The marine activist non-profit Sea Shepherd Conservation Society was dealt a blow yesterday in a mission to protest international whale killings when Scottish government officials seized a small boat of the MY Sam Simon fleet at the request of the Danish government.
The boat was seized for its involvement in attempting to protect 61 pilot whales in the annual whale killing on the beach of Sandavágur in the Faroe Islands on Aug. 12.
While the slaughter of cetaceans (dolphins, whales, porpoises) is outlawed throughout the European Union, including Denmark, under the Convention on the Conservation of European Wildlife and Natural Habitats, the Danish government has allowed the highly controversial whale slaughters (known as the grindadráp, in Faroese) to continue under the Faroese Pilot Whaling Act.
That same Pilot Whale Act is what allowed for the seizure of the Sea Shepherd’s boat.
"On the one hand, the government of Denmark refuses to abide by European Union laws that protect cetaceans,” CEO of Sea Shepherd Global, Captain Alex Cornelissen, stated in regards to the seizure. “On the other, Denmark is abusing its EU position and resources to try to silence Sea Shepherd's opposition to the grindadráp. Denmark's ongoing support of the slaughter of pilot whales in the Faroe Islands is a national shame."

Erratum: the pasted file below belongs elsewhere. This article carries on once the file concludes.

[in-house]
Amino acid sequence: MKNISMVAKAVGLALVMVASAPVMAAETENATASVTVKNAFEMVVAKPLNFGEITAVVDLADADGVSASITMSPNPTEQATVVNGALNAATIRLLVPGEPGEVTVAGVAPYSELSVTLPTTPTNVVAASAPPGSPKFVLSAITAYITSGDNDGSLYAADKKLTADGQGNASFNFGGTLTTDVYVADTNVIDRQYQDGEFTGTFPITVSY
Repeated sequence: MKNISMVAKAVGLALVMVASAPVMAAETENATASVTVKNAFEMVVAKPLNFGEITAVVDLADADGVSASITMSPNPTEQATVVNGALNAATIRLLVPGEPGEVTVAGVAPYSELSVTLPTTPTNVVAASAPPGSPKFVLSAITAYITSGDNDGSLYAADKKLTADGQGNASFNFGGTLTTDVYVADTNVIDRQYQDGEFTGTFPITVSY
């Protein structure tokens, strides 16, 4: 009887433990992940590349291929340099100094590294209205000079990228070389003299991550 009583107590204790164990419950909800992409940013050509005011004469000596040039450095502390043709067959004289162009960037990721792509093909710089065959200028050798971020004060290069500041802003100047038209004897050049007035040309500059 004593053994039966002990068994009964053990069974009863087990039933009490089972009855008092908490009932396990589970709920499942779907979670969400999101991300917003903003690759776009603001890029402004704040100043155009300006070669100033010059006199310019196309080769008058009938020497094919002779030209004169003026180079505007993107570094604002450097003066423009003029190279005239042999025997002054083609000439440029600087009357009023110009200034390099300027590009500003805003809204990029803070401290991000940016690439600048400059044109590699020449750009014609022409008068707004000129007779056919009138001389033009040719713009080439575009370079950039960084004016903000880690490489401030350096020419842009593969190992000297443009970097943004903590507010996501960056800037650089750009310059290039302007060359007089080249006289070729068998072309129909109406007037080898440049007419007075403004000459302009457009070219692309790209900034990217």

While Sea Shepherd is challenging the legality of the Pilot Whale Act in court, more bad news came in the wake of the boat’s seizure: Five of the Sea Shepherd volunteers who helped in the Aug. 12 protest were found guilty of breaking the Pilot Whale Act, and face deportation. Fourteen Sea Shepherd volunteers have been arrested in the Faroe Islands this year for protesting whale slaughters.
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